Bursts of gamma rays that originate beyond our galaxy are already known to be the universe’s most energetic flashes. But new observations suggest that these cosmic outbursts may pack an even greater wallop than scientists had estimated.
Last Oct. 4, just 11 seconds after NASA’s High-Energy Transient Explorer II satellite recorded a gamma-ray burst, the craft alerted astronomers to the event.
For the first time, researchers closely monitored the visible-light afterglow of a burst almost as soon as it appeared. Since then, another gamma-ray burst has been observed from start to finish (SN: 2/1/03, p. 77: Available to subscribers at Gamma-ray burst leaves ephemeral afterglow).
BIRTH OF A BURST. Simulation of the beginnings of a gamma-ray burst shows a jet of material 9 seconds after its creation, as it plows to the right through the surface of a massive star. Blue and yellow represent regions of lowest and highest density, respectively.
The first half-hour of the observations is the most puzzling, report Derek W. Fox of the California Institute of Technology in Pasadena and his colleagues in the March 20 Nature. During that time, the afterglow decayed more slowly than the scientists had expected. The finding may be linked to the origin of gamma-ray bursts.
Theorists hold that gamma-ray bursts are generated when high-speed particle jets in the cosmos are dramatically slowed, probably by collisions between clumps of material within them. The afterglow is created when the jet slams into the surrounding interstellar medium.
The slow decay of the afterglow observed last October suggests that something is giving the jet an extra kick, Fox’s team concludes. That dovetails with a popular explanation for the origin of the jet: the collapse of a massive star into a black hole. As a black hole pulls in material from its surroundings, it generates jets of particles and then reenergizes them, suggests Stan E. Woosley of the University of California, Santa Cruz. If that model is correct, he adds, the total energy poured into a gamma-ray burst and its afterglow could be two to three times more than what some theorists had calculated from other models. The total power would be equivalent to that of more than a million trillion suns.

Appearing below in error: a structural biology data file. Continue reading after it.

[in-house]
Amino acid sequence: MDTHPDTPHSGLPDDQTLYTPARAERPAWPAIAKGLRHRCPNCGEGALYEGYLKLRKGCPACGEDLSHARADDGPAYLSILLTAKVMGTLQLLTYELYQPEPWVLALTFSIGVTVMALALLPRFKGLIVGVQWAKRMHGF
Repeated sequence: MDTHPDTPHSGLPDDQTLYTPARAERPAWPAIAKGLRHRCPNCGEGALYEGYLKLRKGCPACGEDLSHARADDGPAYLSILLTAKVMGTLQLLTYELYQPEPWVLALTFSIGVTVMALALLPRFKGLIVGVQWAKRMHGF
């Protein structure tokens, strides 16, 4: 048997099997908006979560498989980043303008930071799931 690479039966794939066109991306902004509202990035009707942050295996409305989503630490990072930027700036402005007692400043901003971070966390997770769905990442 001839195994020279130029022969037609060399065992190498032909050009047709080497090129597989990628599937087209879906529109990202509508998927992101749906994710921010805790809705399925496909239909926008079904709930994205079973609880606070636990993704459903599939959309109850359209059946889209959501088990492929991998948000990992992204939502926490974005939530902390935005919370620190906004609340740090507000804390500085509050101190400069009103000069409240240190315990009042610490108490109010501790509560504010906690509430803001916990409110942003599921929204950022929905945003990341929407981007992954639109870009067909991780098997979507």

However, Tsvi Piran of the Hebrew University of Jerusalem says another mechanism accounts for the data even better, including a steep energy decline recorded after the first 30 minutes of the afterglow. The radiation from a jet moving near the speed of light beams outward in a cone-shaped zone, he notes. As the jet slows in the interstellar medium, the cone enlarges, and an observer sees more of more of the radiation. As the observer samples more of the radiation, the average energy may go up or down. In this model, the afterglow may appear brighter not because the jet is reenergized but because the larger area includes regions of high energy. Later, the overall area might include more regions of low energy, producing a steep decline in the observed afterglow.
A reenergized jet can’t account for the rapid falloff observed, notes Piran. But he acknowledges that both a revived jet and the enlargement of the radiation cone may play a role in the particular burst recorded last fall. “These observations are a new window on gamma-ray bursts, and when you open up a new window, there are often new surprises,” says Piran.
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